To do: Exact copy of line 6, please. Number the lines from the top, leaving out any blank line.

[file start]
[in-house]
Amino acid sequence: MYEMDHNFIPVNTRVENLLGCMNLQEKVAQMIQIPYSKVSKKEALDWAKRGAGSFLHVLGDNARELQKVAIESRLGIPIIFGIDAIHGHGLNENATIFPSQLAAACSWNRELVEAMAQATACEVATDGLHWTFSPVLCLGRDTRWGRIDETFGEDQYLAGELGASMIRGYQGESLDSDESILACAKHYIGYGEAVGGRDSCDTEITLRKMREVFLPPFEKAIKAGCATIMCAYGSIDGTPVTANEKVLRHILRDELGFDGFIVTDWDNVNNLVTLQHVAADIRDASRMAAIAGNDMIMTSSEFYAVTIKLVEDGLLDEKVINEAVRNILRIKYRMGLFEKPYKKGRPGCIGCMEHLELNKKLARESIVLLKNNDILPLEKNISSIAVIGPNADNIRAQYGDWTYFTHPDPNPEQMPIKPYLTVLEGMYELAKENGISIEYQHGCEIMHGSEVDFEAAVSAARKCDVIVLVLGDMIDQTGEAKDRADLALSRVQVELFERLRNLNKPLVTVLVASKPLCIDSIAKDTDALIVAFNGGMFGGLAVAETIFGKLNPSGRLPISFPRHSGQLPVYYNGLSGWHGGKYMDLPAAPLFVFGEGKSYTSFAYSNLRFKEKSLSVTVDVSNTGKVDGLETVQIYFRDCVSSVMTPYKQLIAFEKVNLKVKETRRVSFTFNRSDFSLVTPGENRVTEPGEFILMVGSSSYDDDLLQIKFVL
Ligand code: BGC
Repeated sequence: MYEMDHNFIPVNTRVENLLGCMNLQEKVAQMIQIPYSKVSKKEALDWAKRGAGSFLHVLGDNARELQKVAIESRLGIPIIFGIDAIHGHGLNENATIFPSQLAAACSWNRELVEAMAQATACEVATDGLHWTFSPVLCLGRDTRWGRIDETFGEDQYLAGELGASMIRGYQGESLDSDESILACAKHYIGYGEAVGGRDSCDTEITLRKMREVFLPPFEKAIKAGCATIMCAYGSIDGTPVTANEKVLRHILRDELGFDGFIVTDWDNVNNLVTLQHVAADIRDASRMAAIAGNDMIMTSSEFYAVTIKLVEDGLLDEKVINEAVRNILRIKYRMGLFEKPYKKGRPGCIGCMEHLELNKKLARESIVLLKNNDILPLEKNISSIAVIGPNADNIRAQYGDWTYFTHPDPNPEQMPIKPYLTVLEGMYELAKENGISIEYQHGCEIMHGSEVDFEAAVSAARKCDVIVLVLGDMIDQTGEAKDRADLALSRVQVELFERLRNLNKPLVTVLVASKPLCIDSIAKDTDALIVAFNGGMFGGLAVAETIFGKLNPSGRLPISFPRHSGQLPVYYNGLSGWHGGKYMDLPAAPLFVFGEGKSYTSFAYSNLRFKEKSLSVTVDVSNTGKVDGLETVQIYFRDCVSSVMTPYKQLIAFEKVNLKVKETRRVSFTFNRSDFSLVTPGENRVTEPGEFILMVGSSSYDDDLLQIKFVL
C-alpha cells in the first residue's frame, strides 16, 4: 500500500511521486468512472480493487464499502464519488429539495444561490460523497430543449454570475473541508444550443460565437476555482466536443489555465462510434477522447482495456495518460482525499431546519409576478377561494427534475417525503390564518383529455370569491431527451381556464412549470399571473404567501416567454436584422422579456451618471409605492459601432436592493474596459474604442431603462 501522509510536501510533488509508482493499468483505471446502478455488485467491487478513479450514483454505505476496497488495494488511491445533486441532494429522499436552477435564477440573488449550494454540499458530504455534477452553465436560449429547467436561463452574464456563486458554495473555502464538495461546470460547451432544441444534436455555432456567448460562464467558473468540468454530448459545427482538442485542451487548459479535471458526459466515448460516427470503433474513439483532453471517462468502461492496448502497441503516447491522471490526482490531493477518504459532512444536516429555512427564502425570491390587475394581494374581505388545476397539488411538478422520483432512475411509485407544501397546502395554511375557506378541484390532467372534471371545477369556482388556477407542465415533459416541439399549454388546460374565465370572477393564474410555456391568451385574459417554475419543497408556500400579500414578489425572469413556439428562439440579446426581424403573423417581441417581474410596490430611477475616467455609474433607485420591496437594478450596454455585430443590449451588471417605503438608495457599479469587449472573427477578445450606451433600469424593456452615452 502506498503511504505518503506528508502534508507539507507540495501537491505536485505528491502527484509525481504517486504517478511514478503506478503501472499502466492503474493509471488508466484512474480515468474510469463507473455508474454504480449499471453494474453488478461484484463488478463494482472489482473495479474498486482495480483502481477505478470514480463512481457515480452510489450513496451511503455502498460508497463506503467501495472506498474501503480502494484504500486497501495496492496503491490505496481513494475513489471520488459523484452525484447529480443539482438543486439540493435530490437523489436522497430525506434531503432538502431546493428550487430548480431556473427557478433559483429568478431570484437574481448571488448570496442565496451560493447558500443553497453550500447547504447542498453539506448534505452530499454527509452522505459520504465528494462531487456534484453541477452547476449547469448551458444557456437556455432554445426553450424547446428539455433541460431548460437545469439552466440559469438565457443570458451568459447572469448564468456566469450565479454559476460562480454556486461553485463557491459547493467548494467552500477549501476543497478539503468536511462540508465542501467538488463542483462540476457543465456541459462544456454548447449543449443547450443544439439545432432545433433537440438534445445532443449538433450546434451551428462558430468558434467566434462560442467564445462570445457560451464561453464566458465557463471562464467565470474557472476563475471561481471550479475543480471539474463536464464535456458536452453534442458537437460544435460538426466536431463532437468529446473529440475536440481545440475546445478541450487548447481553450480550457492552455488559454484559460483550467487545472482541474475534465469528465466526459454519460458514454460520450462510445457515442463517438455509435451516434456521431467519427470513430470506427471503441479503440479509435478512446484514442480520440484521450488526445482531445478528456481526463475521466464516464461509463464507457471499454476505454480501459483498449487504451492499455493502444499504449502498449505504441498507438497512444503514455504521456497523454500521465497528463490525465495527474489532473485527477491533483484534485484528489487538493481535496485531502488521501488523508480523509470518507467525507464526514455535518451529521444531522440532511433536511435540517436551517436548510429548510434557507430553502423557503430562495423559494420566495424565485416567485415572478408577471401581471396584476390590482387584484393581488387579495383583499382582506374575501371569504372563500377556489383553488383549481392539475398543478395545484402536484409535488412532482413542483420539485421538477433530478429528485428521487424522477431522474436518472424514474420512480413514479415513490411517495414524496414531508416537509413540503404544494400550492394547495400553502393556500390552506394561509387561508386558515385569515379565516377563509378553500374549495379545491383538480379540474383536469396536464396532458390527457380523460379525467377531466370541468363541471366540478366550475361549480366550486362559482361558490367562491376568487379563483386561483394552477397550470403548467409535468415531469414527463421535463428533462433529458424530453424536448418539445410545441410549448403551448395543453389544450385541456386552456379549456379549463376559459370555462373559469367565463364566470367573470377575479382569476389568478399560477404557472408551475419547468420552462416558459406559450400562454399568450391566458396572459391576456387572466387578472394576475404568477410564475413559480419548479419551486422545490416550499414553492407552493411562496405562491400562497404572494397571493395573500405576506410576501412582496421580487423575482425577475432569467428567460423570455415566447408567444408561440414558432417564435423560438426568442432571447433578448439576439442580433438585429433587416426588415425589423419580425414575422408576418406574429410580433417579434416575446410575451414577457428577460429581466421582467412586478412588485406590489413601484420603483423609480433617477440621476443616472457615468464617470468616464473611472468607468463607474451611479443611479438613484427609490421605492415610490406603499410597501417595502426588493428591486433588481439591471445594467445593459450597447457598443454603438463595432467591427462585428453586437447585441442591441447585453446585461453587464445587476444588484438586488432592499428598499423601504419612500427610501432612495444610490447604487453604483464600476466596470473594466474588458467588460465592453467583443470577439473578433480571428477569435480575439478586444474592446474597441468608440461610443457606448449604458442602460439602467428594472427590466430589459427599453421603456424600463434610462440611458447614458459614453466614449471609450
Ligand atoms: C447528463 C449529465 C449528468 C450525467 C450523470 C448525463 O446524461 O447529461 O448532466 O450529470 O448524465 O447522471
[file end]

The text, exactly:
Ligand atoms: C447528463 C449529465 C449528468 C450525467 C450523470 C448525463 O446524461 O447529461 O448532466 O450529470 O448524465 O447522471